Another difference is that Japanese dragons tend to be much more slender and fly less frequently than their Chinese counterparts which either they lose or gain weight depending on where they originate from. In Japanese society (as in Chinese society) dragons are depicted in paintings on temple walls and carvings. Most of the difficulties with dragon carvings usually belong to the Zen Buddhism religion. The Japanese dragon had originally come into existence as a guardian creature that was in charge of guarding all the four cosmic regions. Traditionally the dragon is identified with the season of spring through Asia.
The Dragon King is really four dragons, and these dragons keep watch over the four main seas. They are believed to live underwater in the Ryuku islands area in Okinawa. Japanese dragons are of different types: there are the Tatsu dragons that are a representation of spirituality and imperial power and tend to live in lakes or springs. The Sui-Riu dragons are held responsible for bringing rains into the islands of Japan. The Han-Riu dragon is the tallest of the dragons measuring up to almost 40 feet in length and can reach the heavens. The Ri-Riu dragon is most popular for its unusual eye-sight which is believed to be the best. The Ka-Riu dragon which is the smallest possesses a frightening red color. The Fuku Riu is the dragon which brings luck to people. The Hai-riyo dragon is actually a dragon which possesses a bird-like shape and is the most evolved of all the dragons.
Other interesting things to note are the differences between the dragons in pictures. For example, males usually have clubs in their tails while females hold fans. These dragons can also be depicted as descending from the sky or inside clouds. Male horns are thinner near the base of the head and thicker and stronger towards the outside. Females have "nicer" manes, they are rounder, and so are seen as more balanced than the rigid mane of the males. The females' noses are usually straighter, their scales thinner, and have a thicker tail.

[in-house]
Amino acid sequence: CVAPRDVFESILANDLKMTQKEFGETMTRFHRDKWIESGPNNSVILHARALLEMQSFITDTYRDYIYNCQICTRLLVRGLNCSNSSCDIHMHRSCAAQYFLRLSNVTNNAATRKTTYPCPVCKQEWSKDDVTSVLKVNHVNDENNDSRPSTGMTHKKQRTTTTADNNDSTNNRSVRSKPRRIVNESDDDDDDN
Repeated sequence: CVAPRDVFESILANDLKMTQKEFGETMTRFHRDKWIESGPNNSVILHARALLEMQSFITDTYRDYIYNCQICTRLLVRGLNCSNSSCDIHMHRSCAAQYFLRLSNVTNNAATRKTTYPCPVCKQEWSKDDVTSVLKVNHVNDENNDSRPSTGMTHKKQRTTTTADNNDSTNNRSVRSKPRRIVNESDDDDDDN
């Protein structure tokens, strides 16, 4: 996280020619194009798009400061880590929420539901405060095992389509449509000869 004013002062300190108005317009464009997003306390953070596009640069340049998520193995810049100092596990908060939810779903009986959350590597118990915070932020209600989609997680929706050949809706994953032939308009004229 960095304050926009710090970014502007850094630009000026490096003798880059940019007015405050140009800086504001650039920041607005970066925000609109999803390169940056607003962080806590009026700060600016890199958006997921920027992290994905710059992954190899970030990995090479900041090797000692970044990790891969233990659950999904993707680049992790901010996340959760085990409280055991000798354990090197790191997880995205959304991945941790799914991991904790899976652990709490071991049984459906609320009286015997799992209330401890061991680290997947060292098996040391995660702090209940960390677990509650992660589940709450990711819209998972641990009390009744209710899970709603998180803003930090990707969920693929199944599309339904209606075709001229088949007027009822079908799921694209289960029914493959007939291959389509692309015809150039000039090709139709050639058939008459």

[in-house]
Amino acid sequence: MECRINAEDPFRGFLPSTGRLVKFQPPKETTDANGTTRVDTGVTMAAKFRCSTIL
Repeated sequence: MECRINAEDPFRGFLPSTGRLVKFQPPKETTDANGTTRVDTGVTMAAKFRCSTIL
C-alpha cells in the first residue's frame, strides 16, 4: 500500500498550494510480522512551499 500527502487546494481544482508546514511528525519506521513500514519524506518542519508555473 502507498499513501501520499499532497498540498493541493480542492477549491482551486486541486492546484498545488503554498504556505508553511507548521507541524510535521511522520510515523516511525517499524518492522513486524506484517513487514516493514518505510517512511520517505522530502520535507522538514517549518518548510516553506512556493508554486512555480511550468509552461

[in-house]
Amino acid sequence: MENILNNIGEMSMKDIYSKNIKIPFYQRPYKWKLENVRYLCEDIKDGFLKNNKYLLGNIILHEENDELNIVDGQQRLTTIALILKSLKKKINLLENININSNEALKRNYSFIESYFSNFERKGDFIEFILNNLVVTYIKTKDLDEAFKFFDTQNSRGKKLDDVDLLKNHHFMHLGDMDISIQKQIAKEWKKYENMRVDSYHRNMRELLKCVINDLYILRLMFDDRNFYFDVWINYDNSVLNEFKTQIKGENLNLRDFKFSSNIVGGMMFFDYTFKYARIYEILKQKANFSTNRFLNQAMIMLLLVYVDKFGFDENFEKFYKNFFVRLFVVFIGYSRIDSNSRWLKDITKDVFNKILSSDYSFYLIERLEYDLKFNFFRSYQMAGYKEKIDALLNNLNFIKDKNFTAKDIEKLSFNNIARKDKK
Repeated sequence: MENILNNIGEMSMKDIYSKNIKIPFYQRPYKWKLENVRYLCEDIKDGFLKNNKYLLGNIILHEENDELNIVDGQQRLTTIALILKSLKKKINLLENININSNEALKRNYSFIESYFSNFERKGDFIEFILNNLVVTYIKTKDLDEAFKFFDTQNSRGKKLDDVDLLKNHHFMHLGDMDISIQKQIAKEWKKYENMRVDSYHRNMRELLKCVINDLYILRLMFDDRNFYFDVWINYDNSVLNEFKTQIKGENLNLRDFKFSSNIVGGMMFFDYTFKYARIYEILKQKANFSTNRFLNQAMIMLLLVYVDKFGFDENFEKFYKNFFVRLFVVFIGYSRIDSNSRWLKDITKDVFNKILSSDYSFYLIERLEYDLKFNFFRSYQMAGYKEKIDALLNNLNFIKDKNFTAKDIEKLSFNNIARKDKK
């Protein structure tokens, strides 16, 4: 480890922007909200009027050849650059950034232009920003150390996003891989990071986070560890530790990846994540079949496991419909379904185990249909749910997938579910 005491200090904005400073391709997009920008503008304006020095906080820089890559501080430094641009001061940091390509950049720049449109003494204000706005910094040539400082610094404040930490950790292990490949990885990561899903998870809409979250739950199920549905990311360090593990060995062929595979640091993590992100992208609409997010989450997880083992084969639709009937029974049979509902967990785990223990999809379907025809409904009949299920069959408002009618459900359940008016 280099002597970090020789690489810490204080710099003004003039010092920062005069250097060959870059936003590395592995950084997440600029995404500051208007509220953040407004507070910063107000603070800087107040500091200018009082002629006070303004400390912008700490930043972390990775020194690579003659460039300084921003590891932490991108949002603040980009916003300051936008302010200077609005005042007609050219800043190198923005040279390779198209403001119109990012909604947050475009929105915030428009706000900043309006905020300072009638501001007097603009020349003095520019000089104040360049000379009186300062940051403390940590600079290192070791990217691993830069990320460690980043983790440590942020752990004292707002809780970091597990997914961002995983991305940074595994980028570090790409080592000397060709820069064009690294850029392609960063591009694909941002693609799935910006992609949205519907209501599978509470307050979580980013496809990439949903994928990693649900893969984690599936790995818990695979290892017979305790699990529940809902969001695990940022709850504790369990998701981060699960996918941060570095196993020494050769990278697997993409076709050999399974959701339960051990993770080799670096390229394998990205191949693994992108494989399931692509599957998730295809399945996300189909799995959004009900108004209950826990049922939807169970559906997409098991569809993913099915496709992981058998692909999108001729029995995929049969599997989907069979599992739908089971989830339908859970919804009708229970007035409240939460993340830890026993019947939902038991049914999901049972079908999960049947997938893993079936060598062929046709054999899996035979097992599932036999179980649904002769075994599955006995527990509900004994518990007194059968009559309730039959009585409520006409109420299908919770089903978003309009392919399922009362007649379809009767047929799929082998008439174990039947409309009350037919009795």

Modern Japanese tattoo artists have taken the art of the Japanese dragon to amazing new levels. Whether you want a full back or a half sleeve design, you will find an incredible gallery of amazing tattoo designs to choose from. They can be in color, or black and white. The Japanese dragon tattoo may appear with sea waves, clouds or pearls. Sometimes the dragon holds an enormous magical pearl in its claw, which has the power to multiply whatever it touches, the "pearl" symbolized the most precious treasure: Wisdom (hence "pearls of wisdom"). Ancient Dragon lore and illustrations have inspired many of us to select a Japanese dragon tattoo because that design represents how we feel about ourselves – strength, wisdom and freedom …
Japanese dragon tattoos can wrap around the body and flatter the contours of the body. Full body and full back dragon tattoos are very common in Japan, but the most popular location is half sleeve, the body of the dragon wraps around the upper arm and the dragon's head extends across the chest just above the heart. Because of the long shape of the dragon, it is also well suited for inking on arms and legs.